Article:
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SIU Carbondale to use contact tracing to prevent potential COVID-19 spread this fall

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SIU will work with the Jackson Co. Health Dept. to use more effective contact tracing (WSIL).

CARBONDALE (WSIL) -- SIU Carbondale is working with the Jackson County Health Department to help limit the spread of COVID-19.

When a COVID-19 test comes back positive, there are few steps the health department takes.

"When we get a positive test result, we notify that person, and we make sure they're feeling okay. We talk about next steps and we follow them through that period of isolation, and make sure they're okay. But in addition to that, we wanna know who they've been around that could've been exposed," said Jackson County Health Department Program Coordinator Lori Brummer.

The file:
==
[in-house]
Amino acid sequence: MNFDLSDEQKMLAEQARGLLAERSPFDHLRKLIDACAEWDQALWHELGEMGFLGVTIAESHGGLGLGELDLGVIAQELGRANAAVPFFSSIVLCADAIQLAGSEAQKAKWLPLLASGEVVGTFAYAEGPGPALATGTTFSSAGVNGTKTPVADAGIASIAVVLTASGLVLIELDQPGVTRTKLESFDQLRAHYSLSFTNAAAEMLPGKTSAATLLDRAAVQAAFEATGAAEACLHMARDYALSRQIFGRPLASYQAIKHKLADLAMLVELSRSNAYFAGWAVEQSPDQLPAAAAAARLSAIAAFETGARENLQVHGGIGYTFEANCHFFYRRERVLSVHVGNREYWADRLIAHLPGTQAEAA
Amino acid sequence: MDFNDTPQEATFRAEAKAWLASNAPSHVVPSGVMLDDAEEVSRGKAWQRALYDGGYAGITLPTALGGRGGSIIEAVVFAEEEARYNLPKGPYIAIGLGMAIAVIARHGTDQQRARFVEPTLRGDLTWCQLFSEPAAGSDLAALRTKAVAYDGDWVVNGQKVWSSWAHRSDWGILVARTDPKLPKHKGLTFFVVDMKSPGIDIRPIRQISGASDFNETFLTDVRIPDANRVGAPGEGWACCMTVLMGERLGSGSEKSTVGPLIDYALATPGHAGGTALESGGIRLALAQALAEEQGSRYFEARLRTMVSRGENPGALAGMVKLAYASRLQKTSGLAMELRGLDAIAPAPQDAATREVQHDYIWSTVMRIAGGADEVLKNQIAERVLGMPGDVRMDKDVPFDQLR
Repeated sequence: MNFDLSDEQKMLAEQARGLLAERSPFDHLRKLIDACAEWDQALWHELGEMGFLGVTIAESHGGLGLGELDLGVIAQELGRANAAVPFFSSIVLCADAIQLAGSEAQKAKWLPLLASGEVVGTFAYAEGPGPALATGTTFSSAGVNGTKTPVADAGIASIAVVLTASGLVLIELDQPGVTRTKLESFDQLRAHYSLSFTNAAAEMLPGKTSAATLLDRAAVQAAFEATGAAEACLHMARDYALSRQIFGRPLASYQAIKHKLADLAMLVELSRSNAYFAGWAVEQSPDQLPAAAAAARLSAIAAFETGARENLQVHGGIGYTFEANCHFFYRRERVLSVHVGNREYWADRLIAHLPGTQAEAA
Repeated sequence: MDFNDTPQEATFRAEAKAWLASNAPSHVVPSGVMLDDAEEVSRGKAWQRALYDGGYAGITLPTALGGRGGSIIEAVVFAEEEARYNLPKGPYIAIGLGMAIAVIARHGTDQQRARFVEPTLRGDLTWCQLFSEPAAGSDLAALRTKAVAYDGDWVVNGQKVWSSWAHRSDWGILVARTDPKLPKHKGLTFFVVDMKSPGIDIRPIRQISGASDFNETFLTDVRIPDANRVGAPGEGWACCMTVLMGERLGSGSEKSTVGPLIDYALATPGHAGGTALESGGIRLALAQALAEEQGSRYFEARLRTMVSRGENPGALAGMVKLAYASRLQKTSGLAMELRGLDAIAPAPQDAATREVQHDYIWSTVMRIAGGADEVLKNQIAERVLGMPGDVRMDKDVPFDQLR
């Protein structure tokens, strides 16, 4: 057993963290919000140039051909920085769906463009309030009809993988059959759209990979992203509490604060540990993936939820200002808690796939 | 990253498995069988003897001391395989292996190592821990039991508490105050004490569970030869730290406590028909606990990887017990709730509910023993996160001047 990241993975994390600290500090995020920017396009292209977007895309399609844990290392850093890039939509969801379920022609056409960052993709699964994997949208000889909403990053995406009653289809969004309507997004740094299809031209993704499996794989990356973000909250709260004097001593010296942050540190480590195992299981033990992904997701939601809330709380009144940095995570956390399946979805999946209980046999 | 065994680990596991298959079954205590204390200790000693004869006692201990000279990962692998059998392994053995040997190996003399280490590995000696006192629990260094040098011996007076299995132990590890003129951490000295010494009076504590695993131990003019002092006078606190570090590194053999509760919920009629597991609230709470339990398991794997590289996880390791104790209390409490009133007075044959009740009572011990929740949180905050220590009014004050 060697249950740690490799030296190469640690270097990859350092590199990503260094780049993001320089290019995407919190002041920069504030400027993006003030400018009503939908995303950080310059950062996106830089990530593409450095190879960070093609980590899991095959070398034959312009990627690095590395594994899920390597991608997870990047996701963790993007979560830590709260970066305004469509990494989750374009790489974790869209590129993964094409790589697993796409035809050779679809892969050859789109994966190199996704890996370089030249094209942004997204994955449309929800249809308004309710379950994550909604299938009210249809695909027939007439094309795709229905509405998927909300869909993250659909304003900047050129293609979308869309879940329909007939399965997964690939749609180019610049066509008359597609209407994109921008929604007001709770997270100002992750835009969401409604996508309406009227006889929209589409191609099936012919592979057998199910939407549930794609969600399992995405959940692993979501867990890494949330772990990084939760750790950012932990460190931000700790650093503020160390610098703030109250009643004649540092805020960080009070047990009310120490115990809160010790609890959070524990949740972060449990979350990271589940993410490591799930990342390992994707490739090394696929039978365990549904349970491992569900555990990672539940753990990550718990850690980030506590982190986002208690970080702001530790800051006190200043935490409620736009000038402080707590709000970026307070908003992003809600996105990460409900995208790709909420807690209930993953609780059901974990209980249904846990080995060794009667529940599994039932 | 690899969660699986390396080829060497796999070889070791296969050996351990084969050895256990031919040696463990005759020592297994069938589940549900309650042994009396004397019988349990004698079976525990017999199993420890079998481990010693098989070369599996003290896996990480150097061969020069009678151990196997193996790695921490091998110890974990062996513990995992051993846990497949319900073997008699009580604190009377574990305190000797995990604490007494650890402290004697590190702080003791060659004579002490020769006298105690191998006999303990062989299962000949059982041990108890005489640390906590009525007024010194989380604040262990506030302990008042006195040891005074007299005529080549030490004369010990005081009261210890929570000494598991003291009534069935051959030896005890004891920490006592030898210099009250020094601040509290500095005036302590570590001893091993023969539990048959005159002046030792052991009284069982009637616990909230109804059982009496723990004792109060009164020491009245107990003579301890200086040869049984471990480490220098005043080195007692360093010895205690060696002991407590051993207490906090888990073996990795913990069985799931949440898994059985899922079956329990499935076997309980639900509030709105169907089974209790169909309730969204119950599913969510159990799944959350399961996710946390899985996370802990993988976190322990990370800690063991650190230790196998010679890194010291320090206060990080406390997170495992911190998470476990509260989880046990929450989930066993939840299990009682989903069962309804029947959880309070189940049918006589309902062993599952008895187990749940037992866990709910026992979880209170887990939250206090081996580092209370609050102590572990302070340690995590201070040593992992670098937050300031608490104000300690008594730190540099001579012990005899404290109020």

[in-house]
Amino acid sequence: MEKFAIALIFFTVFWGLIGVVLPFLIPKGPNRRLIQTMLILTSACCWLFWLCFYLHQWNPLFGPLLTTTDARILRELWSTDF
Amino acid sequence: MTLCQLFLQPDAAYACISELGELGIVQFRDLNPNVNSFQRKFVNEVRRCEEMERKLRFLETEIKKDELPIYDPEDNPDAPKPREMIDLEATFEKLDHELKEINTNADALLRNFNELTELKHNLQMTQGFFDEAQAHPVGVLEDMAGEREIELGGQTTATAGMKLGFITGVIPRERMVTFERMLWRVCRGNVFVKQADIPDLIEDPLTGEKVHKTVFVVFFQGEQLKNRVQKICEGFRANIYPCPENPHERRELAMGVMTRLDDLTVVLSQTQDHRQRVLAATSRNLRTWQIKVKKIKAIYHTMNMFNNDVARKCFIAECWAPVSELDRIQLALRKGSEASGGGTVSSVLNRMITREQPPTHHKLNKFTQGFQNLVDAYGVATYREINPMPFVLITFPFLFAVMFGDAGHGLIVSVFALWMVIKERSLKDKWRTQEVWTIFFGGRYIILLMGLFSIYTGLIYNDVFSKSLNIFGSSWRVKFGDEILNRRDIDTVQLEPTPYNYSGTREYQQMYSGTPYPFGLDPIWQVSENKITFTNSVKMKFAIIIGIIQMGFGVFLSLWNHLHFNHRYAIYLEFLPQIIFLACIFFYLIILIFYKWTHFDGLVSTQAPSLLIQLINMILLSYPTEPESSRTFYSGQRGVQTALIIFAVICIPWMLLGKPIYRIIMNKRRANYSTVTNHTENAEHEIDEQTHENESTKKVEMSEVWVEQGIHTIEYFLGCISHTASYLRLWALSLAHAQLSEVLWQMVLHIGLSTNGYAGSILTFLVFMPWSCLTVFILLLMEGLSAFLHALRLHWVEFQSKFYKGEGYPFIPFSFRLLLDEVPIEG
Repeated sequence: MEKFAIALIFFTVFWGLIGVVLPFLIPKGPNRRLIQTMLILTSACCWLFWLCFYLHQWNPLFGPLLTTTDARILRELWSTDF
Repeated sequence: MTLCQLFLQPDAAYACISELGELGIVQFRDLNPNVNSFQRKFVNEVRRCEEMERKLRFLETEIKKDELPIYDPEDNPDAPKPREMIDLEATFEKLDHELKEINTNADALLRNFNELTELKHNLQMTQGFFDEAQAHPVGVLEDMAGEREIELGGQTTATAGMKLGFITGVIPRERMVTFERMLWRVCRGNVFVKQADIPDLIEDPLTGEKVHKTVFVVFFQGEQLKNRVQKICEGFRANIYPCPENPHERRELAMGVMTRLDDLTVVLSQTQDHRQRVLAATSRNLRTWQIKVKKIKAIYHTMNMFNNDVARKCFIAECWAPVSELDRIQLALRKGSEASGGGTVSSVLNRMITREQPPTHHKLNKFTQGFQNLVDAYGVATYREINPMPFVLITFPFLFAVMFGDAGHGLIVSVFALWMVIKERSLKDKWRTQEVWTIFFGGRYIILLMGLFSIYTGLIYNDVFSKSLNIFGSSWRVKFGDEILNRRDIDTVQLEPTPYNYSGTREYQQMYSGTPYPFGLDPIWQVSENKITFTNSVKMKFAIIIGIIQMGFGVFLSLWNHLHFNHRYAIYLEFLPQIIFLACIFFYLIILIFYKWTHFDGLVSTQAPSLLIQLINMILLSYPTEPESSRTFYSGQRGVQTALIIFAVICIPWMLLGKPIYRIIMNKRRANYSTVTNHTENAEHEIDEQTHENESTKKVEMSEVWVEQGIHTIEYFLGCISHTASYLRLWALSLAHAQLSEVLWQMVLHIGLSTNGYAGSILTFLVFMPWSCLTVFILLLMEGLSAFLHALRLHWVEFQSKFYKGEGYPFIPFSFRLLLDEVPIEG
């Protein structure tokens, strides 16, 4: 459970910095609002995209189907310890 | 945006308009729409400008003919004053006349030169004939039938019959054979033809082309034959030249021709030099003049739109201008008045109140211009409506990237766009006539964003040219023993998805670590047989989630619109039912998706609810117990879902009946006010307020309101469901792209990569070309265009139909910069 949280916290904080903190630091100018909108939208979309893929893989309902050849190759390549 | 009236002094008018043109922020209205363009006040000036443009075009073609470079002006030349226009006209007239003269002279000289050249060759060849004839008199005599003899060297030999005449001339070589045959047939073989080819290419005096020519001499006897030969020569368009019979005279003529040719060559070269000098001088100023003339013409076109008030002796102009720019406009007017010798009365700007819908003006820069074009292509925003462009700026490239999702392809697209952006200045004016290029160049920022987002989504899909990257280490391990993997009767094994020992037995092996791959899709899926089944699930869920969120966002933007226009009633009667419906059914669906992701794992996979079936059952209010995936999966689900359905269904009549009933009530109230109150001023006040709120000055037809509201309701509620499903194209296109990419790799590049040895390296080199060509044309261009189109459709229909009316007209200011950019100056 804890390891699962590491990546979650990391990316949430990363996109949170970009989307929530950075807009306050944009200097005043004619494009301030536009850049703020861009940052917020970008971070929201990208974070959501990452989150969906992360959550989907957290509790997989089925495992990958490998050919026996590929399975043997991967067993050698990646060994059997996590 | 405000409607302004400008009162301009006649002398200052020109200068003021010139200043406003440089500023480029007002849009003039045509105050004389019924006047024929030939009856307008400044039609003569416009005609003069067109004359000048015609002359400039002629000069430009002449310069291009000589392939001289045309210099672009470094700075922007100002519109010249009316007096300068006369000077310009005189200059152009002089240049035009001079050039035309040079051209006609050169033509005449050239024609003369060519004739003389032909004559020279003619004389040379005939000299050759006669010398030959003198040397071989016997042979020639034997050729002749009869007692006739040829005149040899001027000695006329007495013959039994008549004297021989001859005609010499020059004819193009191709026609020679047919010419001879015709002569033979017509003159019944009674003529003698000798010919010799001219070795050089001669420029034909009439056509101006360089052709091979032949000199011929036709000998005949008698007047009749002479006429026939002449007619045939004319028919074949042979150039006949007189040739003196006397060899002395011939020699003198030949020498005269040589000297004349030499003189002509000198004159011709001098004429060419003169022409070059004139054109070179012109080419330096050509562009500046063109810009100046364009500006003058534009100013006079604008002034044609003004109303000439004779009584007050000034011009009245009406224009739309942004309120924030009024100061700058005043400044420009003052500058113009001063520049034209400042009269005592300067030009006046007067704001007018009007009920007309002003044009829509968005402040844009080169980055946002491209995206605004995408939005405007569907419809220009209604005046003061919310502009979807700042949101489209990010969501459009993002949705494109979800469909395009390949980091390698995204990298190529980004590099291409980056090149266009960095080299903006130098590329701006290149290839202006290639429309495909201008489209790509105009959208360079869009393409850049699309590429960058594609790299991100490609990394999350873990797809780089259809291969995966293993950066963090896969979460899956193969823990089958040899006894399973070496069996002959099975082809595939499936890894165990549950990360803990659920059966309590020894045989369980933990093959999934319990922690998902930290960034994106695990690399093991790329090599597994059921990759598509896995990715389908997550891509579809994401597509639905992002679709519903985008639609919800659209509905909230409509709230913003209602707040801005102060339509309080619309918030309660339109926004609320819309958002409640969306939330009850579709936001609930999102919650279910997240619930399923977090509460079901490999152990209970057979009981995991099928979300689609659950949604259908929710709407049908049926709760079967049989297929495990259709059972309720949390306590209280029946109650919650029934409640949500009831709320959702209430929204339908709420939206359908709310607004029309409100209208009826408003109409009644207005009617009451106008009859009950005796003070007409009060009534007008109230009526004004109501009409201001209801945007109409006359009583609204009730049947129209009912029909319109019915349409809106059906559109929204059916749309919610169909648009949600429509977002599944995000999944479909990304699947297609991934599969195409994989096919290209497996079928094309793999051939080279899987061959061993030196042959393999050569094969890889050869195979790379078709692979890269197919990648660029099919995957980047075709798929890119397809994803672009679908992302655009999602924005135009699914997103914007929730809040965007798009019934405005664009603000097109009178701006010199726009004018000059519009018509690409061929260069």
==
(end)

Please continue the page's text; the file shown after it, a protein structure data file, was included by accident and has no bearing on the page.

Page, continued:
Finding out who could have been exposed to the virus is called contact tracing. The Jackson County Health Department uses the process for all known cases of the virus.

"It is community spread. If we know of a positive, or if we know that people are having symptoms, we try to stop that in its tracks," Brummer said. 

SIU Carbondale said they'll be open, should a positive COVID-19 case show up on campus.

"Our job then is then to help the health department get the information it needs to find out who those people may have been in contact with," explained SIUC Communications Officer Rae Goldsmith. 

Some of the ways that SIU will help is by providing class rosters should a positive case show up, so the health department can contact students easier, and give them access to work schedules to find out who the positive case came in contact with.

"The University is a community like any other community, and the contact tracing process is the same as it would be in the community. The only real difference is that we provide a lot of assistance to the health department to support their efforts," Goldsmith said.

The Jackson County Health Department said contact tracing is important in order to stop the spread of COVID-19.

"What I can say about contact tracing is it works. And we have to have that piece in order to stop the spread of COVID," Brummer said. 

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Madeline Parker

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